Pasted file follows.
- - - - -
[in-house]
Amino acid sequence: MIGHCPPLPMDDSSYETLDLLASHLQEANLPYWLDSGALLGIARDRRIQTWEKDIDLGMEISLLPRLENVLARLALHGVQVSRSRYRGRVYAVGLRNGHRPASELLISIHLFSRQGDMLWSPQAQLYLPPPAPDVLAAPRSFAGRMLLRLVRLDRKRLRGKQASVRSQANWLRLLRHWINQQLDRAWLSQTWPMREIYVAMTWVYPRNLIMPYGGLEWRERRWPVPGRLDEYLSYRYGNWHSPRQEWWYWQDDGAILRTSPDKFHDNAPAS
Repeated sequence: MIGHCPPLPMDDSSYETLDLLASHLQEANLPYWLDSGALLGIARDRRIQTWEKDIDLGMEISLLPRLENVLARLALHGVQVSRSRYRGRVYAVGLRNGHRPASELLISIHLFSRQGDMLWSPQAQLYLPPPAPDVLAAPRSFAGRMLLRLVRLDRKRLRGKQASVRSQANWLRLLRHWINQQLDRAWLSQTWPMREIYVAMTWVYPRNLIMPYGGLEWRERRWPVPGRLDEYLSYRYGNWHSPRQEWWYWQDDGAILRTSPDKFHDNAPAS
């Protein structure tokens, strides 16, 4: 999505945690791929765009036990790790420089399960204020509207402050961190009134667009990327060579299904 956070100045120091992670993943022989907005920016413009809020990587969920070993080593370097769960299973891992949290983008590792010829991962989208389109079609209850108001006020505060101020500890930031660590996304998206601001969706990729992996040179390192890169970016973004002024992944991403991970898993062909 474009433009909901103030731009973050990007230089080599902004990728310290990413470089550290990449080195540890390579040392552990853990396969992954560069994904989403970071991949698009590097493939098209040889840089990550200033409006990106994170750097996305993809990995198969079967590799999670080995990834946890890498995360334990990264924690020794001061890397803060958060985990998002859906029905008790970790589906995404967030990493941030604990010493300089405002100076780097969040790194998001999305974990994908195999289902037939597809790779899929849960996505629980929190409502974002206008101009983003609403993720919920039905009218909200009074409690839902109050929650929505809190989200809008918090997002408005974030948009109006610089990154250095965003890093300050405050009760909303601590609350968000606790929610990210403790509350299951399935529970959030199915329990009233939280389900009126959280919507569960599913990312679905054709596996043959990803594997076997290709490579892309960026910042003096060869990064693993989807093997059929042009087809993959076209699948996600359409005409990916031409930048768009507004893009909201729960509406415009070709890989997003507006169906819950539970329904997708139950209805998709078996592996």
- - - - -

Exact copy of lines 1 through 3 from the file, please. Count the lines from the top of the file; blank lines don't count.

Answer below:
[in-house]
Amino acid sequence: MIGHCPPLPMDDSSYETLDLLASHLQEANLPYWLDSGALLGIARDRRIQTWEKDIDLGMEISLLPRLENVLARLALHGVQVSRSRYRGRVYAVGLRNGHRPASELLISIHLFSRQGDMLWSPQAQLYLPPPAPDVLAAPRSFAGRMLLRLVRLDRKRLRGKQASVRSQANWLRLLRHWINQQLDRAWLSQTWPMREIYVAMTWVYPRNLIMPYGGLEWRERRWPVPGRLDEYLSYRYGNWHSPRQEWWYWQDDGAILRTSPDKFHDNAPAS
Repeated sequence: MIGHCPPLPMDDSSYETLDLLASHLQEANLPYWLDSGALLGIARDRRIQTWEKDIDLGMEISLLPRLENVLARLALHGVQVSRSRYRGRVYAVGLRNGHRPASELLISIHLFSRQGDMLWSPQAQLYLPPPAPDVLAAPRSFAGRMLLRLVRLDRKRLRGKQASVRSQANWLRLLRHWINQQLDRAWLSQTWPMREIYVAMTWVYPRNLIMPYGGLEWRERRWPVPGRLDEYLSYRYGNWHSPRQEWWYWQDDGAILRTSPDKFHDNAPAS